In the first prototype of the 230V to 14.4V 72A power supply for car-audio shows that I built, I was using just a pair of IRFZ48V as synchronous rectifiers for 72A continuous output (50A rms on each device) and they never blew. The gates were also driven with 18V and there was a fan keeping them cool.
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Old 8th November 2007, 04:55 PM   #6
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does driving a mosfet gate to 18V rather than 12V give a big difference in RDS on?

would it be worth the effort? I'm planning on rebuilding my amp8 push pull SMPS (12V to +/-65V, amp is class T driving into 4ohm bridged) to get less output voltage sag at high powers.

I'm presently using two 2" dia transformers, 14pcs IRFZ44 fets on primary side and four 75A ixys rectifiers on secondary side (forgot the part number, I'm already losing 2-3V in each of those. )

sorry for the off topic.
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Old 8th November 2007, 04:58 PM   #7
luka is offline luka  Slovenia
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Hi

The thing is that you will have 18v all the time, if you do what she did, even if Vbat is low, say 8V
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Old 8th November 2007, 05:18 PM   #8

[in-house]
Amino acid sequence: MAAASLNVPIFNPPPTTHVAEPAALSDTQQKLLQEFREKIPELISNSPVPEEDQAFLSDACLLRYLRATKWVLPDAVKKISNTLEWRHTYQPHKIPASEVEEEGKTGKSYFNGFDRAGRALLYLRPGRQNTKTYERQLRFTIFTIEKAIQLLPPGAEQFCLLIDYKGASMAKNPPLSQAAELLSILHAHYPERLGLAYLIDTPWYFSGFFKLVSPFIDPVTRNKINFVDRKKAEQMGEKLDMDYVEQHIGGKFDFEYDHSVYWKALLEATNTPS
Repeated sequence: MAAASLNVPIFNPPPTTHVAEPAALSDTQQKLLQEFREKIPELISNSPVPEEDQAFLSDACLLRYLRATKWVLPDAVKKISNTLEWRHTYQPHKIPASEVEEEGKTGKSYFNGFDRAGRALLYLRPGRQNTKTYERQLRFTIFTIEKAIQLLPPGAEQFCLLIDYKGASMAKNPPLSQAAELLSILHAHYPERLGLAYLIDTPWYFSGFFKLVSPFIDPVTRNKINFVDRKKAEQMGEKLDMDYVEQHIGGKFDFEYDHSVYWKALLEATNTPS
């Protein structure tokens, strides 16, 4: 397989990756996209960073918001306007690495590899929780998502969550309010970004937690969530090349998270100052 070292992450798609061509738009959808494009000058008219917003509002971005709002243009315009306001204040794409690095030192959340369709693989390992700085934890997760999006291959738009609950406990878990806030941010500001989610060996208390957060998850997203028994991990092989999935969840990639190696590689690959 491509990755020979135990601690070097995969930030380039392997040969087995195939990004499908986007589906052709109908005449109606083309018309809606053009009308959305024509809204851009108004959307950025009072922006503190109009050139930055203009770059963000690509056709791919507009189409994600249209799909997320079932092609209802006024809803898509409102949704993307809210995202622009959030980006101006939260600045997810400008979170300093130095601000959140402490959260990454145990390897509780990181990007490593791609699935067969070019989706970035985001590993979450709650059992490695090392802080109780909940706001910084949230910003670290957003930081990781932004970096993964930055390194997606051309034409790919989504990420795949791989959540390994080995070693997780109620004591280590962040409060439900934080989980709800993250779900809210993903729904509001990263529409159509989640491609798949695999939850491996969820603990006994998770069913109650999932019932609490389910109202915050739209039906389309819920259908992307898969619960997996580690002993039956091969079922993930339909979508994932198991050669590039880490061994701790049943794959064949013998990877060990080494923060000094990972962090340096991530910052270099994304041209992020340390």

Eva is offline Eva  Spain
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Input voltage to the PSU will usually sag during bass transients, and you usually lose 2V in the gate driver. There are also voltage drops across the PCB ground tracks and across the own source leg and bonding wires of the MOSFETs. Sometimes you may end up with less than 8V internally at the gates during maximum current consumption periods if you don't do anything about that. Switching times depend on Vgs too, and I prefer to have things more under control.

Having a high voltage at the gates is more advantageous for some MOSFETs than for others, but you may easily achieve 30% lower Rds-on when you need it.
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Old 8th November 2007, 05:21 PM   #9
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Hi, Eva!
Good work ! I hope you like advantages of smd units
My i ask you one question, did you use discrete or IC comparator in UcD modulator?


Best regards, Oleg.
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Old 8th November 2007, 09:20 PM   #10
Eva is offline Eva  Spain
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For this first prototype I wanted a quick and simple solution because it's actually going to be mounted in a motorbike and it should be already finished, so I used a LM311 comparator and a IR2010 driver. Any usual class-AB car amplifier would just not fit in a motorbike because they are big, they produce lots of heat and they are current hungry. The main goal is not very low THD but high space and energy efficiency.

I know that propagation delay and dead time are not optimum this way, but since each modulator and gate driver is contained entirely in a daughter board, I can improve it later and swap boards. The headers contain all the required signals.